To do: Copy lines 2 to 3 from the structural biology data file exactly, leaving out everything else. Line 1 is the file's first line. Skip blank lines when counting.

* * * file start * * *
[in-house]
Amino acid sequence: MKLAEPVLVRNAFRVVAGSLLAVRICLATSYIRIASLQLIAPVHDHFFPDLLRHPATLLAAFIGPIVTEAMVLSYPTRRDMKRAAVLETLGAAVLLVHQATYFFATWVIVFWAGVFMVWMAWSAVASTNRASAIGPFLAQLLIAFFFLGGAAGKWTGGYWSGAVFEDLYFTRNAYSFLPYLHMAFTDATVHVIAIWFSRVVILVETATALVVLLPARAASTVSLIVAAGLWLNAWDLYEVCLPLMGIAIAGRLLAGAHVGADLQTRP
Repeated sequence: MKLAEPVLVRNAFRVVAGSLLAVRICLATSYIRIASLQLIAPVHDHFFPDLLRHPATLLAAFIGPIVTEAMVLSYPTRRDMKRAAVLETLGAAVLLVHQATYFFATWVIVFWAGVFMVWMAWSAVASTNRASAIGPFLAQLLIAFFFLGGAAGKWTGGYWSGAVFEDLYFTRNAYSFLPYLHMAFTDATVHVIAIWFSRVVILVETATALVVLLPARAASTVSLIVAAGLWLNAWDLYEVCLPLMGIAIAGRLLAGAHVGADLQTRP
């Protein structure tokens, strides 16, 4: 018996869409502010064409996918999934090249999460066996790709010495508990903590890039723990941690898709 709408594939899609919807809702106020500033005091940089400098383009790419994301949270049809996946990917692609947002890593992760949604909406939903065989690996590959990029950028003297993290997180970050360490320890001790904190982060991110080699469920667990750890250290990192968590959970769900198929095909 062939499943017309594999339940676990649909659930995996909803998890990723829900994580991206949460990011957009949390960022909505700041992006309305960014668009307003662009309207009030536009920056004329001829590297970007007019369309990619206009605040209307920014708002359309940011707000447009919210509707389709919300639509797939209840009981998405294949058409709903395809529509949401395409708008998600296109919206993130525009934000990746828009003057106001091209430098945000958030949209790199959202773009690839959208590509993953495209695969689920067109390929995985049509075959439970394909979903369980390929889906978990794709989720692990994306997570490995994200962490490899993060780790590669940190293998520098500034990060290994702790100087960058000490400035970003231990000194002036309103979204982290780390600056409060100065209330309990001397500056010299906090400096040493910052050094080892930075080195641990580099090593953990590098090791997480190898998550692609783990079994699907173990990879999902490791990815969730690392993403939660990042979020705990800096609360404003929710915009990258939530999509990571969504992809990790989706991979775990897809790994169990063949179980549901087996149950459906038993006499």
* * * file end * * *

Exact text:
Amino acid sequence: MKLAEPVLVRNAFRVVAGSLLAVRICLATSYIRIASLQLIAPVHDHFFPDLLRHPATLLAAFIGPIVTEAMVLSYPTRRDMKRAAVLETLGAAVLLVHQATYFFATWVIVFWAGVFMVWMAWSAVASTNRASAIGPFLAQLLIAFFFLGGAAGKWTGGYWSGAVFEDLYFTRNAYSFLPYLHMAFTDATVHVIAIWFSRVVILVETATALVVLLPARAASTVSLIVAAGLWLNAWDLYEVCLPLMGIAIAGRLLAGAHVGADLQTRP
Repeated sequence: MKLAEPVLVRNAFRVVAGSLLAVRICLATSYIRIASLQLIAPVHDHFFPDLLRHPATLLAAFIGPIVTEAMVLSYPTRRDMKRAAVLETLGAAVLLVHQATYFFATWVIVFWAGVFMVWMAWSAVASTNRASAIGPFLAQLLIAFFFLGGAAGKWTGGYWSGAVFEDLYFTRNAYSFLPYLHMAFTDATVHVIAIWFSRVVILVETATALVVLLPARAASTVSLIVAAGLWLNAWDLYEVCLPLMGIAIAGRLLAGAHVGADLQTRP